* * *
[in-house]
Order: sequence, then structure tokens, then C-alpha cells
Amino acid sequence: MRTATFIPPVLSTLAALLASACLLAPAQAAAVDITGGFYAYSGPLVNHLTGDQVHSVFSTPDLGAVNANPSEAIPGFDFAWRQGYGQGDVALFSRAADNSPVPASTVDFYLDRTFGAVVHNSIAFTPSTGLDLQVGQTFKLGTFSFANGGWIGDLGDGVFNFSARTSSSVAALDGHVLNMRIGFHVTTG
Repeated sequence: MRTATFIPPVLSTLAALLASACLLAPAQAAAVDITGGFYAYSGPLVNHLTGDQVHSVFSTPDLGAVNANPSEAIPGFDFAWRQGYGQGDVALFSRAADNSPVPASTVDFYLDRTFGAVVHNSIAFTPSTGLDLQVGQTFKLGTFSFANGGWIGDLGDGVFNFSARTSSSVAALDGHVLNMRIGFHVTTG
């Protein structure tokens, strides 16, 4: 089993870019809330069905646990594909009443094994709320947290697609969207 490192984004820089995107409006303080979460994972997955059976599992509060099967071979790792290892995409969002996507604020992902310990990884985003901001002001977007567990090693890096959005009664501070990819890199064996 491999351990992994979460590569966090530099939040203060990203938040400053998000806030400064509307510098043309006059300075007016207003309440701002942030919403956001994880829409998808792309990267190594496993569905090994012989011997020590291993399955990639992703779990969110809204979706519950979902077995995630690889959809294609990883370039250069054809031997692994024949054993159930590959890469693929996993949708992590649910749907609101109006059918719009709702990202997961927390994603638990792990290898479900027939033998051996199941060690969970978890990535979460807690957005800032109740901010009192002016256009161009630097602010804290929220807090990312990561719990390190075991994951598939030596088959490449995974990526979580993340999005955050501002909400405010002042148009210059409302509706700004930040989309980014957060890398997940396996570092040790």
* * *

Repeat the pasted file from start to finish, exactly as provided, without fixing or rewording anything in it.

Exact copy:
[in-house]
Order: sequence, then structure tokens, then C-alpha cells
Amino acid sequence: MRTATFIPPVLSTLAALLASACLLAPAQAAAVDITGGFYAYSGPLVNHLTGDQVHSVFSTPDLGAVNANPSEAIPGFDFAWRQGYGQGDVALFSRAADNSPVPASTVDFYLDRTFGAVVHNSIAFTPSTGLDLQVGQTFKLGTFSFANGGWIGDLGDGVFNFSARTSSSVAALDGHVLNMRIGFHVTTG
Repeated sequence: MRTATFIPPVLSTLAALLASACLLAPAQAAAVDITGGFYAYSGPLVNHLTGDQVHSVFSTPDLGAVNANPSEAIPGFDFAWRQGYGQGDVALFSRAADNSPVPASTVDFYLDRTFGAVVHNSIAFTPSTGLDLQVGQTFKLGTFSFANGGWIGDLGDGVFNFSARTSSSVAALDGHVLNMRIGFHVTTG
């Protein structure tokens, strides 16, 4: 089993870019809330069905646990594909009443094994709320947290697609969207 490192984004820089995107409006303080979460994972997955059976599992509060099967071979790792290892995409969002996507604020992902310990990884985003901001002001977007567990090693890096959005009664501070990819890199064996 491999351990992994979460590569966090530099939040203060990203938040400053998000806030400064509307510098043309006059300075007016207003309440701002942030919403956001994880829409998808792309990267190594496993569905090994012989011997020590291993399955990639992703779990969110809204979706519950979902077995995630690889959809294609990883370039250069054809031997692994024949054993159930590959890469693929996993949708992590649910749907609101109006059918719009709702990202997961927390994603638990792990290898479900027939033998051996199941060690969970978890990535979460807690957005800032109740901010009192002016256009161009630097602010804290929220807090990312990561719990390190075991994951598939030596088959490449995974990526979580993340999005955050501002909400405010002042148009210059409302509706700004930040989309980014957060890398997940396996570092040790």